History greets you at every turn. Use the guide to see our Heritage Moments.
This beautiful log and stone building featuring leaded glass windows was built by relief camp workers during the Depression.
For many years, it housed the very popular Lund Wildlife exhibit of taxidermied animals. Although the displays have been renovated several times since, the emphasis remains teaching about the natural world of Prince Albert National Park.
It serves as the base for the Interpretive Program operated by the Park naturalists.
During the Depression, the Government of Canada created relief camps to provide employment for desperate, unemployed men. The workers built thirteen known camp sites to live in while they worked for board and wages as low as cents a day.
In 1933, there were more than 1,000 men living in these camps. Among the projects they accomplished are clearing the Park boundary and road allowances, leveling the campground, storing ice for summer use, building the breakwater and beach houses, constructing the tennis courts and golf course, and building the community buildings in the townsite.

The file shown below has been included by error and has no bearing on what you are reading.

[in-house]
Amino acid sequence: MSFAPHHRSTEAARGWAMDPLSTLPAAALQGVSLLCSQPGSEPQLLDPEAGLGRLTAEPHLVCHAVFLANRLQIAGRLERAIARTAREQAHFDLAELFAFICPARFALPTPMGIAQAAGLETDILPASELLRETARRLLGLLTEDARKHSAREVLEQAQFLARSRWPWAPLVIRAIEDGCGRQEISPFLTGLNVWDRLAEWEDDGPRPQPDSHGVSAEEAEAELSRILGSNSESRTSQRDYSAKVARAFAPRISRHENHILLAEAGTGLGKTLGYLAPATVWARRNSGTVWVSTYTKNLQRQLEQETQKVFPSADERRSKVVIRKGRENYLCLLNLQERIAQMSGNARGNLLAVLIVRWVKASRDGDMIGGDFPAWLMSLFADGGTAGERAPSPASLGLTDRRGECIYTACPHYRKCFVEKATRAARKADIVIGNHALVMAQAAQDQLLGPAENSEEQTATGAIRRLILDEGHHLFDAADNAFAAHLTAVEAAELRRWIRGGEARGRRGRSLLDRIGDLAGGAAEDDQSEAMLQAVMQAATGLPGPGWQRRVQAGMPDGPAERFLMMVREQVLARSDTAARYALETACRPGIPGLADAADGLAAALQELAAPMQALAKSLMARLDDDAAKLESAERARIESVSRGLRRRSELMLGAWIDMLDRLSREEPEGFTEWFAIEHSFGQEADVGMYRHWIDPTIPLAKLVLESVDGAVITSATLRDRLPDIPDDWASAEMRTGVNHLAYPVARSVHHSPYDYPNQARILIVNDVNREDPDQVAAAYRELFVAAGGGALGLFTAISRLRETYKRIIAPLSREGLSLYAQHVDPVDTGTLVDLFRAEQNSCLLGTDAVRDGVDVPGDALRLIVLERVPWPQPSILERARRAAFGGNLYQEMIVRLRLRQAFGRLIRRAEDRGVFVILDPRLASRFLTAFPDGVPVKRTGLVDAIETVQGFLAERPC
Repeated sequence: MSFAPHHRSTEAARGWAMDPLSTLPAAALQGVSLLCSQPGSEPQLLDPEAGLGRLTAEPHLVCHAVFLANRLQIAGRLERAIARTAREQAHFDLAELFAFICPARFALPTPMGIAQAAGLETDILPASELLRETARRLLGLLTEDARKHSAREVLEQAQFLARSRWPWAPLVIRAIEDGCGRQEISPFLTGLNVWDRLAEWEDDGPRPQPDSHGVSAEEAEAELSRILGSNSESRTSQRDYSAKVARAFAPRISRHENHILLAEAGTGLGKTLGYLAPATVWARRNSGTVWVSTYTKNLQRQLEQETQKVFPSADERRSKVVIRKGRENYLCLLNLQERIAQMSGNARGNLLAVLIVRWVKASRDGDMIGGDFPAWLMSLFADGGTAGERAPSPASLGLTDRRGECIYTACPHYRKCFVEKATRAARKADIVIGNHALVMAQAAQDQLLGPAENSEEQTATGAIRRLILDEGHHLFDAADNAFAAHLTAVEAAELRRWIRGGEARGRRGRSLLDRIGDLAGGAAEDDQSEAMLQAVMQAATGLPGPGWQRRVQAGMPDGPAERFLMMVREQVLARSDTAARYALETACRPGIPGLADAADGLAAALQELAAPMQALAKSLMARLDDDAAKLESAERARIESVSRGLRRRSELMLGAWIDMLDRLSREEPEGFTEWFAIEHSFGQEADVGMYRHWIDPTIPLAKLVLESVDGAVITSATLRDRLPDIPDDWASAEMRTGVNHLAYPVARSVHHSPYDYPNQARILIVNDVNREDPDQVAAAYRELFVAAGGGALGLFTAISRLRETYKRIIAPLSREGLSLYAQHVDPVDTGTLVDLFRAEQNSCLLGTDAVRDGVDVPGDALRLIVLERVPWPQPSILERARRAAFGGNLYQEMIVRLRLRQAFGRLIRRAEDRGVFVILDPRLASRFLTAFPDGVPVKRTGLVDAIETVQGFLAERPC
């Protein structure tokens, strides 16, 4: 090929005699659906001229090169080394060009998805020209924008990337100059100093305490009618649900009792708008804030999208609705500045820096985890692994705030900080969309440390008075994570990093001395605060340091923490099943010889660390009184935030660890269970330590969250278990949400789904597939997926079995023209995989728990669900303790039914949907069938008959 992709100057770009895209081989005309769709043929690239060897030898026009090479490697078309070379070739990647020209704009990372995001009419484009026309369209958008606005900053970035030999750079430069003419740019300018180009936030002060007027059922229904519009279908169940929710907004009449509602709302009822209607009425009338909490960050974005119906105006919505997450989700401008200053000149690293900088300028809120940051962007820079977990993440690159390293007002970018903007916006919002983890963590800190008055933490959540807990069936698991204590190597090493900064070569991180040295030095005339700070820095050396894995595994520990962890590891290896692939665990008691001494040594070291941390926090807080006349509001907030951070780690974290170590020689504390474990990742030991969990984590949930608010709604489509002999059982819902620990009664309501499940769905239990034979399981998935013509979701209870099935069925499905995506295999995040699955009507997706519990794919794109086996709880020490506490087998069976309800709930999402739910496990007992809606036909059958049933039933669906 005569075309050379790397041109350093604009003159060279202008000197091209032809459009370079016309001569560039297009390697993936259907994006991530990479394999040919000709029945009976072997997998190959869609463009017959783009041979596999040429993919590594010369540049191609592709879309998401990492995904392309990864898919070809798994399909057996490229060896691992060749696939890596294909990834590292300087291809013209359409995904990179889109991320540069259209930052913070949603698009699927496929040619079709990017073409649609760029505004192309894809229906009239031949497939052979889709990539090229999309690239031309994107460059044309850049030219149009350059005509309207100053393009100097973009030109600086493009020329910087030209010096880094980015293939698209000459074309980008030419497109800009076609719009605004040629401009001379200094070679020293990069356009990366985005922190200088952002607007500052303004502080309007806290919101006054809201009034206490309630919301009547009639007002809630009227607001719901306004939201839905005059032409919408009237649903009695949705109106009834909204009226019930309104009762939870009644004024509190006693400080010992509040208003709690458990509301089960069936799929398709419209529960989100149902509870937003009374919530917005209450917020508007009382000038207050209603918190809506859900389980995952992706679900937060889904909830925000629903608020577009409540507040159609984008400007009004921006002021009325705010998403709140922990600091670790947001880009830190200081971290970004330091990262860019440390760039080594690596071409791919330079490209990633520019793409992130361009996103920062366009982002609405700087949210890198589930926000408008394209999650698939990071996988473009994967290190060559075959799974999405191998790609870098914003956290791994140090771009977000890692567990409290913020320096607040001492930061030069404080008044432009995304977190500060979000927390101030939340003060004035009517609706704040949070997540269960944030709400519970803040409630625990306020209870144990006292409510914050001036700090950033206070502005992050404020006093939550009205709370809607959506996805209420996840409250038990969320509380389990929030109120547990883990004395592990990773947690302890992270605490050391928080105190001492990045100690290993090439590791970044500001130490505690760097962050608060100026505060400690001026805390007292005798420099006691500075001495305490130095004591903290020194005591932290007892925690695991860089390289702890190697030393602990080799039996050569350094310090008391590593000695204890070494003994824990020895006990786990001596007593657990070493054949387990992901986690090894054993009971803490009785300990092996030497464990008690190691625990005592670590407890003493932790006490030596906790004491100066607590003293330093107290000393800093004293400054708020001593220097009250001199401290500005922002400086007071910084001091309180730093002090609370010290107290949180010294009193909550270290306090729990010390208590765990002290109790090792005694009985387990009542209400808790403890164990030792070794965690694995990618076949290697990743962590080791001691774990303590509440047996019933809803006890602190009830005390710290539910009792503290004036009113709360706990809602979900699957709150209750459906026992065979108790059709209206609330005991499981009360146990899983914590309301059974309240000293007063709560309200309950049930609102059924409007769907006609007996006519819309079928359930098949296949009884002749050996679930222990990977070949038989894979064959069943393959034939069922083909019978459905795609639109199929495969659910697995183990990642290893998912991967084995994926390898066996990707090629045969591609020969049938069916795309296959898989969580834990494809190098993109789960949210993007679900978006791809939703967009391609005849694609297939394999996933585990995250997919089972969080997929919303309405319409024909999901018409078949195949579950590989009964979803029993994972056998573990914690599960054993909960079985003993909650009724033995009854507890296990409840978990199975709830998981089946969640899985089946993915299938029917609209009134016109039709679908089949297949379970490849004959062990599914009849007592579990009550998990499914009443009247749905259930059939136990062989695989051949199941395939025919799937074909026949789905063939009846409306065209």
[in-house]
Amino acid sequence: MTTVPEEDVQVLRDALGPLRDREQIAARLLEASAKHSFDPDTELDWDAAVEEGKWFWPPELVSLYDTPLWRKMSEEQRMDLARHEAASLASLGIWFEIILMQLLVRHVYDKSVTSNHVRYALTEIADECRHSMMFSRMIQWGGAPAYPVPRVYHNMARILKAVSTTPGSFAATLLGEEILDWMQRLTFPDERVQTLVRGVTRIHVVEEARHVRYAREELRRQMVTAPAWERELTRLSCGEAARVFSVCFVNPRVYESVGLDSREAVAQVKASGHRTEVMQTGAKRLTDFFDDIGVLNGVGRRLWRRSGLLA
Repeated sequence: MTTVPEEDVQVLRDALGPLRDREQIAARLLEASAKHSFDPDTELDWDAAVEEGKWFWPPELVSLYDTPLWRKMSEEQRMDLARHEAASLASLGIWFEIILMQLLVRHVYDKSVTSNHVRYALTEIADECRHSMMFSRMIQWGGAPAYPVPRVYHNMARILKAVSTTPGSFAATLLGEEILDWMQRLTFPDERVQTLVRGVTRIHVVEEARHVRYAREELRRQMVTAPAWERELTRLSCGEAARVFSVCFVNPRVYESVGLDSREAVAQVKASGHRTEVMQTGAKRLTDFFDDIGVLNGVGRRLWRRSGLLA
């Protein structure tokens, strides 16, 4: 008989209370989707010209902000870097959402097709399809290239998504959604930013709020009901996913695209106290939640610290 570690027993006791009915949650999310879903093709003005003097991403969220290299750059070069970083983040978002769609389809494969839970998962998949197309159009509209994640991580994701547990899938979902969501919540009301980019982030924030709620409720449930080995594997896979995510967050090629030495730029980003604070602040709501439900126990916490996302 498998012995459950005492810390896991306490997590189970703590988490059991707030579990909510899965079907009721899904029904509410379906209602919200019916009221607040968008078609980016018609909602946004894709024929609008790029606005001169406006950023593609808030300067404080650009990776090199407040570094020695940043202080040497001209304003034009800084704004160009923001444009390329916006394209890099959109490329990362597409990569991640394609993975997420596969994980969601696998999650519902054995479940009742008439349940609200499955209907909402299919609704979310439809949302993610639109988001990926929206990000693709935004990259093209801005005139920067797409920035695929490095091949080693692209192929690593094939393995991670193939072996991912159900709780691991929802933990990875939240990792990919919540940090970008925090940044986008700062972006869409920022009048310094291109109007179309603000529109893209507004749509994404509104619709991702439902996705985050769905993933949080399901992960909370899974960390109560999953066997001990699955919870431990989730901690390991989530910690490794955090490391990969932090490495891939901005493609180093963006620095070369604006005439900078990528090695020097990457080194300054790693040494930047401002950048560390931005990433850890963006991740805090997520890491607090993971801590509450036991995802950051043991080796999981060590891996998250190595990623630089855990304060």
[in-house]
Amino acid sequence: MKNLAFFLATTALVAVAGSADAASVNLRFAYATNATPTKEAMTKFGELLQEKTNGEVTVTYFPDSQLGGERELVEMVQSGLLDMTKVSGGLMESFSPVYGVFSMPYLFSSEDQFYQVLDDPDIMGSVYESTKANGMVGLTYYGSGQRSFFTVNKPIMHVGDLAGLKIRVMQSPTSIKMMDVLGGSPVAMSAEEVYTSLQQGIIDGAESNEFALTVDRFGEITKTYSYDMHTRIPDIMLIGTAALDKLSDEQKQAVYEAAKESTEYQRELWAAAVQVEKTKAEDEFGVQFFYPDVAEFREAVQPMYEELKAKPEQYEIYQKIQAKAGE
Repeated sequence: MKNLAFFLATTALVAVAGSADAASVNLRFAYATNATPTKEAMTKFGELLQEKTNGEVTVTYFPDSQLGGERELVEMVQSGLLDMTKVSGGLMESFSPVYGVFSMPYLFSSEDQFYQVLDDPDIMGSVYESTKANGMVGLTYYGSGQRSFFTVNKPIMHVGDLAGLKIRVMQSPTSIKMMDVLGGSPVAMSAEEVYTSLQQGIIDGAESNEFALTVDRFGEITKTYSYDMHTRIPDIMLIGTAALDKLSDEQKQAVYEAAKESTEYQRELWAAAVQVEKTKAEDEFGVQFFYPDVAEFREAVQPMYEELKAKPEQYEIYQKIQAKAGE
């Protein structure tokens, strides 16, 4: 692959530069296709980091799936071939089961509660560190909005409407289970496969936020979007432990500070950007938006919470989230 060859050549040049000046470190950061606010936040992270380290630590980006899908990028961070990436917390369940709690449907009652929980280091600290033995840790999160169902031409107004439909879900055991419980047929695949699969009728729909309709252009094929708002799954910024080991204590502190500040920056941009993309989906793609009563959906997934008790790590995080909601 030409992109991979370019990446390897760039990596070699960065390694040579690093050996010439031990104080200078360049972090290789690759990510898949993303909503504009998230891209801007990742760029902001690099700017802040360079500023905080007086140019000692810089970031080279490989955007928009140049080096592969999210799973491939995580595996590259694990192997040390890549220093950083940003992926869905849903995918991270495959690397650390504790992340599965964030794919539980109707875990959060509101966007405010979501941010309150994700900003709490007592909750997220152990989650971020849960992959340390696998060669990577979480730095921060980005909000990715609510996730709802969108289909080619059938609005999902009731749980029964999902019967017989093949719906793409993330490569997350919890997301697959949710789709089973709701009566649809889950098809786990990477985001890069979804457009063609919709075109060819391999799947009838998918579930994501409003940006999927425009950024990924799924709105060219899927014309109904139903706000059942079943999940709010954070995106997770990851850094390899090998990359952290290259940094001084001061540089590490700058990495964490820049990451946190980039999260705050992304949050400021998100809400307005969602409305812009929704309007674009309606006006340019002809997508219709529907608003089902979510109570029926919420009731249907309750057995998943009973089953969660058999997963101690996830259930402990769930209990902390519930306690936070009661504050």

“The credit for the major changes in the park during the 1930s belongs to hundreds of single, homeless, unemployed relief workers. These are the unknown men of Prince Albert’s past. There is no list of their names. There are no plaques commemorating their deeds. Even the locations of their camps are vague memories. Their legacy lives on though in a number of park structures and facilities – be it the museum, the Narrows road or the golf course.”
(Information taken from Saskatchewan’s Playground: A History of Prince Albert National Park by Bill Waiser, published by Fifth House Publishers in Saskatoon in 1989, page 73.
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